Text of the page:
Superhost Marianne suddenly found herself alone in the craftsman she and her late husband renovated together. To pick herself up, she launched her own business, opening her California home to guests from across the world. In her own words, she shares how hosting gave her life new meaning and what it means to be a female entrepreneur:
There was something beneficial about having life, having humans coming back into the house.
When I lost Mike, there was such a huge sense of loss, emptiness, a void. He had gone into surgery in May of 2017 for what was supposed to be a standard procedure, but there were complications and he didn’t make it. Four days before this, we had just celebrated 26 years together.
My daughter had moved home to stay with me. Almost a year later, she moved away and all of a sudden, I found myself alone in the house.
I don’t remember a specific incident or reason why I started hosting. It just kept showing up in my awareness. And then I took a trip in September of 2017 to see friends in Oregon, and I stayed in an Airbnb there. The host was a lovely fellow, and I explained what had happened. It started to dawn on me that being a host could be a possibility for me.
With my husband’s death, his pension ended and that was a big loss of income. I work for myself as a teacher, writer, and landscaper. I just wasn’t in a place where I could focus.
In my imagination, Airbnb was a source of easy-peasy cash flow. But it is work. And definitely being a single woman, I did have concerns about safety. I bought locks for the guest rooms and my room, but I think I’ve only locked my door once when there was a fellow checking in very late at night. A friend of mine who is also a host suggested I write the description of my home to attract the people I want here, and so far it seems to have worked. Maybe it’s naive, but I have a certain trust that for the most part, people are good.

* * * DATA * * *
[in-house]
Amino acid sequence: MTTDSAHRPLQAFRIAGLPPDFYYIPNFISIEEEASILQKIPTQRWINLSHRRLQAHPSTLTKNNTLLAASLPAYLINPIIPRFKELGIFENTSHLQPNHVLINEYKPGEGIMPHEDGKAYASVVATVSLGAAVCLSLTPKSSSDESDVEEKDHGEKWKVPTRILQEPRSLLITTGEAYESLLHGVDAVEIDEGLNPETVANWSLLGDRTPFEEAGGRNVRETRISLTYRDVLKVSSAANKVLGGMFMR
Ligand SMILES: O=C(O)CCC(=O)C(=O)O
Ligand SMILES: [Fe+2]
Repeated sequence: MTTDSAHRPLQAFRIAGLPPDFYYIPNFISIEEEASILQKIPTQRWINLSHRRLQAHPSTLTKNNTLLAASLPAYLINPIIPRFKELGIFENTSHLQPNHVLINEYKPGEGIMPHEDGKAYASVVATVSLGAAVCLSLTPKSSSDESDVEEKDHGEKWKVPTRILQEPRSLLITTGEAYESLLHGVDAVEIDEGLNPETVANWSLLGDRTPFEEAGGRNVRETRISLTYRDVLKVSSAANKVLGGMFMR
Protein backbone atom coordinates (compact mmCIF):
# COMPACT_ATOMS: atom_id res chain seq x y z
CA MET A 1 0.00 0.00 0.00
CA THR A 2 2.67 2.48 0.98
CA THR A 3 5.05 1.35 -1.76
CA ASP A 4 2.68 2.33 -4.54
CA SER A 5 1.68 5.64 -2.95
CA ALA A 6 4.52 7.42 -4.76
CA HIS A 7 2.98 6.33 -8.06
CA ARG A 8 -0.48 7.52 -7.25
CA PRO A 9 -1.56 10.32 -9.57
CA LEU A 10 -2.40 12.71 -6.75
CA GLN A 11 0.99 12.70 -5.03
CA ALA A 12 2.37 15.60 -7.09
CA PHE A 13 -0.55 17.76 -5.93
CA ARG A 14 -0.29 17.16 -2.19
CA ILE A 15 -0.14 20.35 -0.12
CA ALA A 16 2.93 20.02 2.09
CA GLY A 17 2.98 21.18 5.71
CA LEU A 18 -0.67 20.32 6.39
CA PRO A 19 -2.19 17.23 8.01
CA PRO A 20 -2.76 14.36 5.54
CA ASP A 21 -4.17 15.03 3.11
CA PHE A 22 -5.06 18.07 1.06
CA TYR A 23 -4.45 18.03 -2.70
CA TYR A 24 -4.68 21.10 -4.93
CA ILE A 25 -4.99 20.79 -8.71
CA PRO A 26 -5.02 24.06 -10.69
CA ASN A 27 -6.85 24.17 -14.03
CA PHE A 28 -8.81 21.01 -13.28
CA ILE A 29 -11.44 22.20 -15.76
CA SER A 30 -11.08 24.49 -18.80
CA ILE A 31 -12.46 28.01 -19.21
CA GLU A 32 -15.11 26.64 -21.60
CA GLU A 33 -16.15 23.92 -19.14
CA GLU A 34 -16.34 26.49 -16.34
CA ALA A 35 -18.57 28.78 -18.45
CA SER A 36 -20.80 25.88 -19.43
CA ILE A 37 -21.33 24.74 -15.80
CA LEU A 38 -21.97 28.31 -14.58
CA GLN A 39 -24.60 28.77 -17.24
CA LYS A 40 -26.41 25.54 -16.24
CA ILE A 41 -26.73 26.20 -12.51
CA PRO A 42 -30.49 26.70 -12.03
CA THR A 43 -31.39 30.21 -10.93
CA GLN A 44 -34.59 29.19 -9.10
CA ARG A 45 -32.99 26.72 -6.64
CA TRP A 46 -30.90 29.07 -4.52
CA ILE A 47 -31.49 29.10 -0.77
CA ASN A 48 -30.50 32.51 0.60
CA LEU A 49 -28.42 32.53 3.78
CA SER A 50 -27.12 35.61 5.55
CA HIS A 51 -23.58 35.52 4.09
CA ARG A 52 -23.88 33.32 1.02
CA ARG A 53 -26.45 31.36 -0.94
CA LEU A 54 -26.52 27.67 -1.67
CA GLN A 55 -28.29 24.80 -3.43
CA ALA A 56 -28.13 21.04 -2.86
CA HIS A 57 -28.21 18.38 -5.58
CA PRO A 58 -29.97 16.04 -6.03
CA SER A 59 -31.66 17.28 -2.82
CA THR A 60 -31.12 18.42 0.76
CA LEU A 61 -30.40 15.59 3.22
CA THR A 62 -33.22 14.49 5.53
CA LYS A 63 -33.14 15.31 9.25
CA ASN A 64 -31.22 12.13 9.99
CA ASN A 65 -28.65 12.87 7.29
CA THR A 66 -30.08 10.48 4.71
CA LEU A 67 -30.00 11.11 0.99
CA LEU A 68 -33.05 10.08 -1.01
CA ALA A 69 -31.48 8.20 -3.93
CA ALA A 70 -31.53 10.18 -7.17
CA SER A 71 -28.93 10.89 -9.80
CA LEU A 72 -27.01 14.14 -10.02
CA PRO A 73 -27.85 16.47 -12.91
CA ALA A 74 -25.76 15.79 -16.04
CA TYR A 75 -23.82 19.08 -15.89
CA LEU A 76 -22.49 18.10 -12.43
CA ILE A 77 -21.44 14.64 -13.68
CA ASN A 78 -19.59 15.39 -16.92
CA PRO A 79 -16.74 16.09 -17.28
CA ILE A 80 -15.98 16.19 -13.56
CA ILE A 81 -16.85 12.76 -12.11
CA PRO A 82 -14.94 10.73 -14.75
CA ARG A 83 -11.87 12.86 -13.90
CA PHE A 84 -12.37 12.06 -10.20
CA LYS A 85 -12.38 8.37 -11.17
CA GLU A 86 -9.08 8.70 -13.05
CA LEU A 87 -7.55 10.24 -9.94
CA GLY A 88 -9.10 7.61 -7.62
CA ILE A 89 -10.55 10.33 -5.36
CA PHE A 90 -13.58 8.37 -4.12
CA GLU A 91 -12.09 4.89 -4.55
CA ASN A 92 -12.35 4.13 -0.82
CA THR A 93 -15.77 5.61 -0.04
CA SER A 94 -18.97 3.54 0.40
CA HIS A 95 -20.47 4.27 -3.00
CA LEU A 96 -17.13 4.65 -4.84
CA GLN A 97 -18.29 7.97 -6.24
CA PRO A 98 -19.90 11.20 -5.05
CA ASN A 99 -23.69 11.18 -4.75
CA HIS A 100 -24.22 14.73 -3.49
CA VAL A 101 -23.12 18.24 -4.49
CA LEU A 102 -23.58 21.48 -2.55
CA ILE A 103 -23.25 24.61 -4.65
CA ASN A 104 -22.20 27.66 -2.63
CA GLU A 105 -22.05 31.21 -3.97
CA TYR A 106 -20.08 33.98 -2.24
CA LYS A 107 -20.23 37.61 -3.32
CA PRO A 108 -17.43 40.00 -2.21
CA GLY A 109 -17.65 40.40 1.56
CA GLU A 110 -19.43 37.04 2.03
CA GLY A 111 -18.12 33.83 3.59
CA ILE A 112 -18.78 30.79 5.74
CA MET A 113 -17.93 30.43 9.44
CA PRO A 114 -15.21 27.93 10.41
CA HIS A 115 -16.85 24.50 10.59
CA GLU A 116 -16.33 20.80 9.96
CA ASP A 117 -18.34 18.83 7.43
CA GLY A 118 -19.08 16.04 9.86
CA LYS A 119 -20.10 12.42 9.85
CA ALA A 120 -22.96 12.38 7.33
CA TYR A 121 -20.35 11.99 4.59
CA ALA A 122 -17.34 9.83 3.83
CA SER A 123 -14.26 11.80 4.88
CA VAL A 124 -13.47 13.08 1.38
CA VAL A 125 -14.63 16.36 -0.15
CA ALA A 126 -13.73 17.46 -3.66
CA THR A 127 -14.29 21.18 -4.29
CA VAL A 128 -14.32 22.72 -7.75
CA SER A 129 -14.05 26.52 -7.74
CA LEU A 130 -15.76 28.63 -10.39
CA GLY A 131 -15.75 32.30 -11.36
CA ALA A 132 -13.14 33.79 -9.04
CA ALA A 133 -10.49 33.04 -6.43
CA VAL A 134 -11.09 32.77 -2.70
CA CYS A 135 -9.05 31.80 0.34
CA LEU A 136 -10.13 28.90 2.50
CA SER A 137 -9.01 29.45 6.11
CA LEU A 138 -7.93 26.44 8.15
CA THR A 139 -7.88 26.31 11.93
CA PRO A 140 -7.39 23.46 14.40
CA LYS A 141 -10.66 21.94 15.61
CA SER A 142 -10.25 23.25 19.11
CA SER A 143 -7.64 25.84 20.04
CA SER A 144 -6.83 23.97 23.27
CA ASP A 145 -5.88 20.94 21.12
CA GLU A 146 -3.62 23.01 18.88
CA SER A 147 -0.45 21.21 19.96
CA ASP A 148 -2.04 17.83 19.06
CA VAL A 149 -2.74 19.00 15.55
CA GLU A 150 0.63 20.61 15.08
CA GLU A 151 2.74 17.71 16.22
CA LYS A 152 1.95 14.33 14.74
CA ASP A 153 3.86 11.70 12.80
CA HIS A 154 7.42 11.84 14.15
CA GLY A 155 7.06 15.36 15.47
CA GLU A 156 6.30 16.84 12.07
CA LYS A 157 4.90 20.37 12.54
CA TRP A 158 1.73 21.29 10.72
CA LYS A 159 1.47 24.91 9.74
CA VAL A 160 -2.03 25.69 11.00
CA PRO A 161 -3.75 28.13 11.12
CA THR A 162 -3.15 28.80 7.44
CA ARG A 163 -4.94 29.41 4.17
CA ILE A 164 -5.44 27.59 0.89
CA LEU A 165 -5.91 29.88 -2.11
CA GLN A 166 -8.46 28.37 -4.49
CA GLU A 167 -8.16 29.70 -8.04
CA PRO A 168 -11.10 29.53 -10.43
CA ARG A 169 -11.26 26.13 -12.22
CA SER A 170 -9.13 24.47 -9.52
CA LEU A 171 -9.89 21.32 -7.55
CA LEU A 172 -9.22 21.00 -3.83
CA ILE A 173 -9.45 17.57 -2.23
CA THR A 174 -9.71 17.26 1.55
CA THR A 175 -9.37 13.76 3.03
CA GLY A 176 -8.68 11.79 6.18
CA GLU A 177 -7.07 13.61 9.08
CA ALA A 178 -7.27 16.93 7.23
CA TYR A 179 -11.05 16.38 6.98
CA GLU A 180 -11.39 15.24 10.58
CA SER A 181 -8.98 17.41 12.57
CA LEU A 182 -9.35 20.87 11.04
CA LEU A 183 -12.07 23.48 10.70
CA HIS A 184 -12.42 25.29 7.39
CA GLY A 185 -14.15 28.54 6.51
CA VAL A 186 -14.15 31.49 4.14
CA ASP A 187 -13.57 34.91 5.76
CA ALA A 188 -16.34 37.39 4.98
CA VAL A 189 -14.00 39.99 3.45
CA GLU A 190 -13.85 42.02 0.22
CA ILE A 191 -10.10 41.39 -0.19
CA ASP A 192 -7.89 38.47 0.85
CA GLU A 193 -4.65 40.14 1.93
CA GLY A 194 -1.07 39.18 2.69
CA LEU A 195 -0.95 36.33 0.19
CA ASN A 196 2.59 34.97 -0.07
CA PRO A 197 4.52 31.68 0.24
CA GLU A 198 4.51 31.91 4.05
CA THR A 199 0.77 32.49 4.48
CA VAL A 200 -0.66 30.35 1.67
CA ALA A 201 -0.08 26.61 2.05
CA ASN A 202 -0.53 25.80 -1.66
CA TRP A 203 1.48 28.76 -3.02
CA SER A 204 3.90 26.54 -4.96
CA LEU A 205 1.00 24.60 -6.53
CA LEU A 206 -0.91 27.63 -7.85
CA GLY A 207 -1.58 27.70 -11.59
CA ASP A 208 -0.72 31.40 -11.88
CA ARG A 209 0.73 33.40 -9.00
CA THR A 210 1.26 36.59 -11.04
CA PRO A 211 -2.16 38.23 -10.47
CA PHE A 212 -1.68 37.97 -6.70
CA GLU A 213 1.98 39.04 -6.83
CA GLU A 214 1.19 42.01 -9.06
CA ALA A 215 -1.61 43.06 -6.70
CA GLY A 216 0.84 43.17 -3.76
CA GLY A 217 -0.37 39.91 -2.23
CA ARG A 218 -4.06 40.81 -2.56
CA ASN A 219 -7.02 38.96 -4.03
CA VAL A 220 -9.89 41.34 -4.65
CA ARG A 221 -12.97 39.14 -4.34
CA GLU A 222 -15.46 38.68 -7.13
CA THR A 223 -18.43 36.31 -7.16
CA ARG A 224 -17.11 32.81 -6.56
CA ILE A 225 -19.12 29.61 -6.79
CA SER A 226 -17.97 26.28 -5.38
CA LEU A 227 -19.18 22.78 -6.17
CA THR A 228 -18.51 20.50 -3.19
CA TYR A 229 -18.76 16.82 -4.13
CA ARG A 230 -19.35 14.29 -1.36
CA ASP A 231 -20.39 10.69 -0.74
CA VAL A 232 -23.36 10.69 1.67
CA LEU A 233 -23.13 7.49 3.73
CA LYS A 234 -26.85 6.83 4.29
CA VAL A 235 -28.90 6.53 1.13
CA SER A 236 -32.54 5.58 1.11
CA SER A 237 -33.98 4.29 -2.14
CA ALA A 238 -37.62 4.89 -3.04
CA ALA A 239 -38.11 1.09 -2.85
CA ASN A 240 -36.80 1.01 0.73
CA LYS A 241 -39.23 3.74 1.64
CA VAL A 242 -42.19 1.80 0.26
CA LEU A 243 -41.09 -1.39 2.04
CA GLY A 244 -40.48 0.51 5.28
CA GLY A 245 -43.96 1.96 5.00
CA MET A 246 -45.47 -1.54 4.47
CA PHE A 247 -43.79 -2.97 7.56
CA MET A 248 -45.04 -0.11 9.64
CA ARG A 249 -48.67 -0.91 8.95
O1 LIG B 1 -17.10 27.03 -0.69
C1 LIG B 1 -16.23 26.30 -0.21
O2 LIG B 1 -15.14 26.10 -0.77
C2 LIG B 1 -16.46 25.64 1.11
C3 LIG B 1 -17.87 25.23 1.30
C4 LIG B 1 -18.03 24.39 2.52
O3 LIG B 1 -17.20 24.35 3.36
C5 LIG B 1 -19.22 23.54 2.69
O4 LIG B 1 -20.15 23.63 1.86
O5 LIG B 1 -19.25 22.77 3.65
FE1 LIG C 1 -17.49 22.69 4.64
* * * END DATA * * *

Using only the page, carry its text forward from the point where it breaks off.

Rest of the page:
Hosting became a way to be a little less of a hermit. It became a reason why I had to keep the house clean, a reason why I put on a brave face. You have to pick yourself up a little bit. Those were all good things.
I remember Mike with each person who comes in. It’s both saddening and empowering.
He loved working on this house. He was a carpenter. When we bought the house in 1995, it was trashed, a fixer-upper, and he made it such a beautiful place to live. In some ways, I get to experience his spirit, his energy when people come into the house, notice the woodwork, and say, “Oh, wow.”
I feel so proud. I feel it for both of us. How lovely it is that I can share that.
In the beginning, I would tell guests I had just lost my husband. Then bit by bit, it was no longer the first thing I shared.
I’ve been incredibly blessed with the guests I’ve had. Since I live in Santa Monica, they wanted to go to the beach, to the pier, and to Venice, so I didn’t really see them. I still needed lots of space and lots of quiet, so it was perfect.
Occasionally, we would chat over a cup of coffee or sit out on the porch swing with a glass of wine and the ocean breeze. Some of the guests were just lovely people to talk to. It was a reminder that life goes on, as cliche as it sounds.
One guest was a young woman. I hadn’t mentioned that Mike had died, but maybe she noticed his pictures around the house. She told me that she had lost her boyfriend a few months earlier in an accident. So I found myself in this incredible place of being able to open up not just the house, but a space for her to talk about her loss with someone who understood. And for me, she was someone I could talk about Mike with. There was common ground, an incredible synchronicity. We’ve texted a few times. She may or may not come back, but for a little while we touched each others lives.
As hosts, we share space, but sometimes it’s a place where we share so much more.
In opening up my home, I was able to give something even when I felt so depleted.
Now I have my own business. And there is so much to be said about being your own boss and having complete say over how your life evolves. There’s a real sense of power a woman feels when she’s running her own business.
It may sound a little woo-woo to people, but there’s something so sacred about welcoming a stranger. As hosts, we serve as guides to weary travelers. And when we are aching, hurt, and lonely, that interaction and connection provides a little bit of healing.
Photos courtesy of Marianne